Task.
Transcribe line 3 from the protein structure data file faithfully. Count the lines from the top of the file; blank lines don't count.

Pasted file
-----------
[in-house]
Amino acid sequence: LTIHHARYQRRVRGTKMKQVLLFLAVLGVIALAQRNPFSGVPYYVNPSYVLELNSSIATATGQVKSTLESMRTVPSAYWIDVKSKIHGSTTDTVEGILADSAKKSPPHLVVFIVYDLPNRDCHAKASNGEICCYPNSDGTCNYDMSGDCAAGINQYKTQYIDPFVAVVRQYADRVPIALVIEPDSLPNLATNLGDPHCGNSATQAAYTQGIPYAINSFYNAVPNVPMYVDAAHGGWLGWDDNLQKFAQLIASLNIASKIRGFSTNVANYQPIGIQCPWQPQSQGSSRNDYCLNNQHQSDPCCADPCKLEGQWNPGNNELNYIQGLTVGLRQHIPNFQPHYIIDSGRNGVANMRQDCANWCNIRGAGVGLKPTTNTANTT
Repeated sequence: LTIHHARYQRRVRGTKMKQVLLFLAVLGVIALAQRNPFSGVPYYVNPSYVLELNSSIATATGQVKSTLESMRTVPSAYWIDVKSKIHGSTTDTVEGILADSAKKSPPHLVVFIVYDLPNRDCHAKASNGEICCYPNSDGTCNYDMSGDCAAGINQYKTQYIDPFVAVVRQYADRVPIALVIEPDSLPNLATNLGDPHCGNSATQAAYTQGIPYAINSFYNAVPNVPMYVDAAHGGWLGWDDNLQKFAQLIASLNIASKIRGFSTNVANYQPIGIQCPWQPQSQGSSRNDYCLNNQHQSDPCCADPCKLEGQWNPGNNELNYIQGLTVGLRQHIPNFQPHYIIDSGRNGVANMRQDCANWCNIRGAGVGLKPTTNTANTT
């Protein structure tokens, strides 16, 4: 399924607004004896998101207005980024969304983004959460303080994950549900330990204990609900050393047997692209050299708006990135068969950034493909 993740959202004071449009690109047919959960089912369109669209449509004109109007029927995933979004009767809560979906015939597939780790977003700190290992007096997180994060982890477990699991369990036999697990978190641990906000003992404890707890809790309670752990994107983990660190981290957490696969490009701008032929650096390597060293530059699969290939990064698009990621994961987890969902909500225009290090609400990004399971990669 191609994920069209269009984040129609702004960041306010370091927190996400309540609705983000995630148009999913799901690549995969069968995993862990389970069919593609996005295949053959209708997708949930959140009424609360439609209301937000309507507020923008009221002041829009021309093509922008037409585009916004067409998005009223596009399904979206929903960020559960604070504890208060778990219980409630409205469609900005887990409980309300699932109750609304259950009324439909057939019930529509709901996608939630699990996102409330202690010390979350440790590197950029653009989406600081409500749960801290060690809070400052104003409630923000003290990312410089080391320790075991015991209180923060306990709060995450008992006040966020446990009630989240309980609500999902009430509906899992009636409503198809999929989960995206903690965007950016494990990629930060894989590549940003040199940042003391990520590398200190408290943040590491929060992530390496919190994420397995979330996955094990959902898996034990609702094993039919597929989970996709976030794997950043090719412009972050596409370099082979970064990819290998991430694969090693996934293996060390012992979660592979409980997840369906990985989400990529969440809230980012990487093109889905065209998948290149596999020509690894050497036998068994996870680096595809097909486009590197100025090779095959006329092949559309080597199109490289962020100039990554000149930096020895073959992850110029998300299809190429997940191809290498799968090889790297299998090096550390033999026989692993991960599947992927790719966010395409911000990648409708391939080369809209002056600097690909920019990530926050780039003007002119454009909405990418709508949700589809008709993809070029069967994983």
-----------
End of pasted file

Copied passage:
Repeated sequence: LTIHHARYQRRVRGTKMKQVLLFLAVLGVIALAQRNPFSGVPYYVNPSYVLELNSSIATATGQVKSTLESMRTVPSAYWIDVKSKIHGSTTDTVEGILADSAKKSPPHLVVFIVYDLPNRDCHAKASNGEICCYPNSDGTCNYDMSGDCAAGINQYKTQYIDPFVAVVRQYADRVPIALVIEPDSLPNLATNLGDPHCGNSATQAAYTQGIPYAINSFYNAVPNVPMYVDAAHGGWLGWDDNLQKFAQLIASLNIASKIRGFSTNVANYQPIGIQCPWQPQSQGSSRNDYCLNNQHQSDPCCADPCKLEGQWNPGNNELNYIQGLTVGLRQHIPNFQPHYIIDSGRNGVANMRQDCANWCNIRGAGVGLKPTTNTANTT